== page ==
S Corporation is a normal legal corporation filed with the Secretaray of State. Then the shareholders elects to be taxed under Subchapter S of the Internal Revenue Code. The S corporation is separate and distinct from the corporation's owners. Under most state law, there is no distinction between a C corporation and an S corporation. The incorporation process is the same. However, the two type of corporate entities are subject to differing federal and state tax treatment.
Eligibility for S corporation tax status is based on compliance with IRS regulations regarding the number and characteristics of stockholders, type of stock issued, and other characteristics specified in the regulations.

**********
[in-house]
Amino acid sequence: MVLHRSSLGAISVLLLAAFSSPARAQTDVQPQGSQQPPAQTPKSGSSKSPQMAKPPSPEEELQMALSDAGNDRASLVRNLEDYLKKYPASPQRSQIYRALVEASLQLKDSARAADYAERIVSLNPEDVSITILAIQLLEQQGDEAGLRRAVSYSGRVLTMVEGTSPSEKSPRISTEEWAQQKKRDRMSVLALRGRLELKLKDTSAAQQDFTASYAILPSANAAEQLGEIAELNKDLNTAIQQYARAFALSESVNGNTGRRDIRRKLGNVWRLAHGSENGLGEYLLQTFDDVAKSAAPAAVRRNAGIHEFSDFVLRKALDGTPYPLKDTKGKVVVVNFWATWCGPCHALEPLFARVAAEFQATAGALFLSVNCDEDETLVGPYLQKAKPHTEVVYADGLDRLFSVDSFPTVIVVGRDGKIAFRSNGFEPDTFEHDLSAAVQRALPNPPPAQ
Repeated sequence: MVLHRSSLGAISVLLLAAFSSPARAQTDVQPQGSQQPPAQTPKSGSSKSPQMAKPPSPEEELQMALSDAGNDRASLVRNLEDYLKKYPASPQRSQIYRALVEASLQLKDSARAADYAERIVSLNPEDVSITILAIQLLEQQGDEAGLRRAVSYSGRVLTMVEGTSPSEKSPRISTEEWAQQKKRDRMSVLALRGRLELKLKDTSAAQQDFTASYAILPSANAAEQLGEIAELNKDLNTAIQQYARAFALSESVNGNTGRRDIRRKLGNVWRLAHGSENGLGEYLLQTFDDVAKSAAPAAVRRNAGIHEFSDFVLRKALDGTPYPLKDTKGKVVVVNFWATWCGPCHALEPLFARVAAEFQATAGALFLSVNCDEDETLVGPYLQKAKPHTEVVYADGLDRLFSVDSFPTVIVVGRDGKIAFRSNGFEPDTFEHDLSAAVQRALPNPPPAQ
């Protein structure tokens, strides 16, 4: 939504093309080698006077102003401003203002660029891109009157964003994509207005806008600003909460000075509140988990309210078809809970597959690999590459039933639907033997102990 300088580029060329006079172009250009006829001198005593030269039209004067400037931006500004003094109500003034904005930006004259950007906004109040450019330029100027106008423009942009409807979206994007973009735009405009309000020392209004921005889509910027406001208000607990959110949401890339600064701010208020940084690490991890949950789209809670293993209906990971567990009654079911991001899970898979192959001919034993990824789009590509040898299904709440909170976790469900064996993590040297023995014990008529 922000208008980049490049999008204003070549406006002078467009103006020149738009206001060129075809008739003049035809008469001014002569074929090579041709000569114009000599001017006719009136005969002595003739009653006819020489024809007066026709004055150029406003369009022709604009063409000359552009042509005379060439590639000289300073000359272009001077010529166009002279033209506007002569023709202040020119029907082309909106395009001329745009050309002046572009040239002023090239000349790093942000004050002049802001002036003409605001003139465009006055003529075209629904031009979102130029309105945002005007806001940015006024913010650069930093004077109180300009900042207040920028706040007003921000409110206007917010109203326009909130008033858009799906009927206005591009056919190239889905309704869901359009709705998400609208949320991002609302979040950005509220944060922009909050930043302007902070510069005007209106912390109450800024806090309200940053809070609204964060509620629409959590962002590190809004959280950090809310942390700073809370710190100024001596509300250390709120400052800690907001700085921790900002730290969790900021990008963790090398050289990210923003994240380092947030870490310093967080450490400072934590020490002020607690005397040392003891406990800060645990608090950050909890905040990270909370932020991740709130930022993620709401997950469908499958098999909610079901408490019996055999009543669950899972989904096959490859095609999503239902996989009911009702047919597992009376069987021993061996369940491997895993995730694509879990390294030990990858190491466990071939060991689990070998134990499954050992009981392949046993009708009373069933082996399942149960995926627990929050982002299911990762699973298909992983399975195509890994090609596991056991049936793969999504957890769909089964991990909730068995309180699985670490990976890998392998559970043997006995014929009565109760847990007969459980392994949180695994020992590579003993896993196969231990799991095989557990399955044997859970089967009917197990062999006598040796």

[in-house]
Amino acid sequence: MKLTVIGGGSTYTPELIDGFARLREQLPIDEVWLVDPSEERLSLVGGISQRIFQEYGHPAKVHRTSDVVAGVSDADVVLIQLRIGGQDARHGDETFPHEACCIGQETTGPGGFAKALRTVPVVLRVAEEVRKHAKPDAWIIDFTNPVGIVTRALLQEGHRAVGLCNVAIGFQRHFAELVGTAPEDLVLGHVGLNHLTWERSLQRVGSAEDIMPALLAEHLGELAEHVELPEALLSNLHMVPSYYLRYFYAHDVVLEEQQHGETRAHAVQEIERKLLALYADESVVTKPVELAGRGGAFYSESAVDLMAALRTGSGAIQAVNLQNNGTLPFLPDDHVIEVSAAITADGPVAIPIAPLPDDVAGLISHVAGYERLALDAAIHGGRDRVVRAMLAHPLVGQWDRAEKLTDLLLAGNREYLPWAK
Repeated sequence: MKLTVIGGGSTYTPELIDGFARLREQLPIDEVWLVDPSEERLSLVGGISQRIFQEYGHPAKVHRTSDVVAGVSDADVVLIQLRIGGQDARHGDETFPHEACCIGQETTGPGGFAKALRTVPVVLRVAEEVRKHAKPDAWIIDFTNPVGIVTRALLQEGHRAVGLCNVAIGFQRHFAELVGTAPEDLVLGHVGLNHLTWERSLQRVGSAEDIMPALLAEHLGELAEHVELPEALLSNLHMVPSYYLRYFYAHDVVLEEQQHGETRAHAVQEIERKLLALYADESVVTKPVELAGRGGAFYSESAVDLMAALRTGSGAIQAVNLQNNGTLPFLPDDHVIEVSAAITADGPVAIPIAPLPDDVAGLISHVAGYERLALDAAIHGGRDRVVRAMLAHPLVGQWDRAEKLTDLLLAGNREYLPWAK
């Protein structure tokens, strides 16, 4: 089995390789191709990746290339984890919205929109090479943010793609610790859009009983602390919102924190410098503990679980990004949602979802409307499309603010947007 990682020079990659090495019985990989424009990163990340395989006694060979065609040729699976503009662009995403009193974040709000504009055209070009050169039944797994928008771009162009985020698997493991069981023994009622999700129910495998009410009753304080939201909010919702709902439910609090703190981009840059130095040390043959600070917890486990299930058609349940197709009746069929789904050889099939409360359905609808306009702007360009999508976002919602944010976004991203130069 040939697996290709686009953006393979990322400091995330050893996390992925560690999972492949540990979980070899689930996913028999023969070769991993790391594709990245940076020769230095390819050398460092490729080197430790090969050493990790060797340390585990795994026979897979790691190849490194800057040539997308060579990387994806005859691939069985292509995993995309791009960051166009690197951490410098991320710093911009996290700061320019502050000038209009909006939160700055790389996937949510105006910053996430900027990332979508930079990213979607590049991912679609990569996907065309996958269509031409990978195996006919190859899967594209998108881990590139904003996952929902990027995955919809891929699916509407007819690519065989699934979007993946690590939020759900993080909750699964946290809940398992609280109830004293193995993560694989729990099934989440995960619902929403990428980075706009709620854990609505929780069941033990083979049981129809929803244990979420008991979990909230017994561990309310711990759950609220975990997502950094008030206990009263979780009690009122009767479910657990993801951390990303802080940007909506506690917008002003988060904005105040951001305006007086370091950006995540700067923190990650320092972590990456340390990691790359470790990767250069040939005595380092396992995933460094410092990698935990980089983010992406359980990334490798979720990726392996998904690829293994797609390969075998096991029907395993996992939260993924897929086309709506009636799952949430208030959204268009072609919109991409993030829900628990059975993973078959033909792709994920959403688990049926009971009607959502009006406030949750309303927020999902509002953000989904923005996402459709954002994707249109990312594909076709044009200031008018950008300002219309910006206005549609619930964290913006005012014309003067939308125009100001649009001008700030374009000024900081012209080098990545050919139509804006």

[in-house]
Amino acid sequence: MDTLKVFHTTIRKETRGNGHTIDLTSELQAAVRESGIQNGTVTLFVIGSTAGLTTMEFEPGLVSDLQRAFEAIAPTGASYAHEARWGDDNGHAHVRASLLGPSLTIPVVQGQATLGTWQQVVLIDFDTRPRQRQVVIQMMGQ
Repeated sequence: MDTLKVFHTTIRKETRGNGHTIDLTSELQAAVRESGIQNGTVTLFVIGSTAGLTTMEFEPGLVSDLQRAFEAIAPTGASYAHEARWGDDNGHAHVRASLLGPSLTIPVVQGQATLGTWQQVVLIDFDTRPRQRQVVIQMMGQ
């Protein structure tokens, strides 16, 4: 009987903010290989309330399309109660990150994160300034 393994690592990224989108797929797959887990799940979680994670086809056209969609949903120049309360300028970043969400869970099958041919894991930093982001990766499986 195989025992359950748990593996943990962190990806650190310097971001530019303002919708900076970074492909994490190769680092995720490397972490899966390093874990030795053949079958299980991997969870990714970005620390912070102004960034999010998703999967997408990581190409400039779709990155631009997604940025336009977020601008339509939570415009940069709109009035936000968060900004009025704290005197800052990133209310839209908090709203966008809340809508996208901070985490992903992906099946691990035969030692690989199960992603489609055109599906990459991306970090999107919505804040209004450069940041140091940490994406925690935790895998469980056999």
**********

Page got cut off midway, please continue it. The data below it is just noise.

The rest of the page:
S corporation tax implications are that income or loss, including capital gains, pass through to the stockholders, and is treated as income to the receiving individuals, like a partnership. S corporation income passed through to stockholders and is subject to state and federal income tax, but is not subject to self-employment tax when employee-stockholders receive adequate compensation salaries. Pay of corporation employees for a S Corporations are subject to payroll taxes in the same manner as is the case for employees in any other type of economic activity.